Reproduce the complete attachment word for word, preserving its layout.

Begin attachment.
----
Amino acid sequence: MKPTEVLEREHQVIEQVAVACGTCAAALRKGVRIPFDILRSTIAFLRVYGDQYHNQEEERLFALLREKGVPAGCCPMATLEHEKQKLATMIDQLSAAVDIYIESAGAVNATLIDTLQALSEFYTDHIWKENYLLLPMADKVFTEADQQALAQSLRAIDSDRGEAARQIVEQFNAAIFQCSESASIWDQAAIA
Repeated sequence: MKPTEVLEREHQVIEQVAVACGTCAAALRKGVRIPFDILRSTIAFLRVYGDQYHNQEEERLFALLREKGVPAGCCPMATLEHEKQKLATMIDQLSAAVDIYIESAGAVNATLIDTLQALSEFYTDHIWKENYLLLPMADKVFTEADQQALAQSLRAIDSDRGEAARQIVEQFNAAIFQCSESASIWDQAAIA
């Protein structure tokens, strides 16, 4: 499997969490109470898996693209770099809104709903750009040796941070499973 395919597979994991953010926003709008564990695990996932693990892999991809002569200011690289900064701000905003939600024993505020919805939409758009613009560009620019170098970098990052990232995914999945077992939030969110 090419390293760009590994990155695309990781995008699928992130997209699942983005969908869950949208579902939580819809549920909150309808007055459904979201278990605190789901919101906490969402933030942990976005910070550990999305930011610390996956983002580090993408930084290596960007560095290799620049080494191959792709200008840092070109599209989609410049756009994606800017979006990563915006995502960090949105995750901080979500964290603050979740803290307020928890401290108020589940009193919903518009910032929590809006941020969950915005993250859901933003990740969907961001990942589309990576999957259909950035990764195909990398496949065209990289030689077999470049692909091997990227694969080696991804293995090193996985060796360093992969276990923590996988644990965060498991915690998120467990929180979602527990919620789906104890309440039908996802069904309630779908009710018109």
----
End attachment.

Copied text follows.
Amino acid sequence: MKPTEVLEREHQVIEQVAVACGTCAAALRKGVRIPFDILRSTIAFLRVYGDQYHNQEEERLFALLREKGVPAGCCPMATLEHEKQKLATMIDQLSAAVDIYIESAGAVNATLIDTLQALSEFYTDHIWKENYLLLPMADKVFTEADQQALAQSLRAIDSDRGEAARQIVEQFNAAIFQCSESASIWDQAAIA
Repeated sequence: MKPTEVLEREHQVIEQVAVACGTCAAALRKGVRIPFDILRSTIAFLRVYGDQYHNQEEERLFALLREKGVPAGCCPMATLEHEKQKLATMIDQLSAAVDIYIESAGAVNATLIDTLQALSEFYTDHIWKENYLLLPMADKVFTEADQQALAQSLRAIDSDRGEAARQIVEQFNAAIFQCSESASIWDQAAIA
């Protein structure tokens, strides 16, 4: 499997969490109470898996693209770099809104709903750009040796941070499973 395919597979994991953010926003709008564990695990996932693990892999991809002569200011690289900064701000905003939600024993505020919805939409758009613009560009620019170098970098990052990232995914999945077992939030969110 090419390293760009590994990155695309990781995008699928992130997209699942983005969908869950949208579902939580819809549920909150309808007055459904979201278990605190789901919101906490969402933030942990976005910070550990999305930011610390996956983002580090993408930084290596960007560095290799620049080494191959792709200008840092070109599209989609410049756009994606800017979006990563915006995502960090949105995750901080979500964290603050979740803290307020928890401290108020589940009193919903518009910032929590809006941020969950915005993250859901933003990740969907961001990942589309990576999957259909950035990764195909990398496949065209990289030689077999470049692909091997990227694969080696991804293995090193996985060796360093992969276990923590996988644990965060498991915690998120467990929180979602527990919620789906104890309440039908996802069904309630779908009710018109």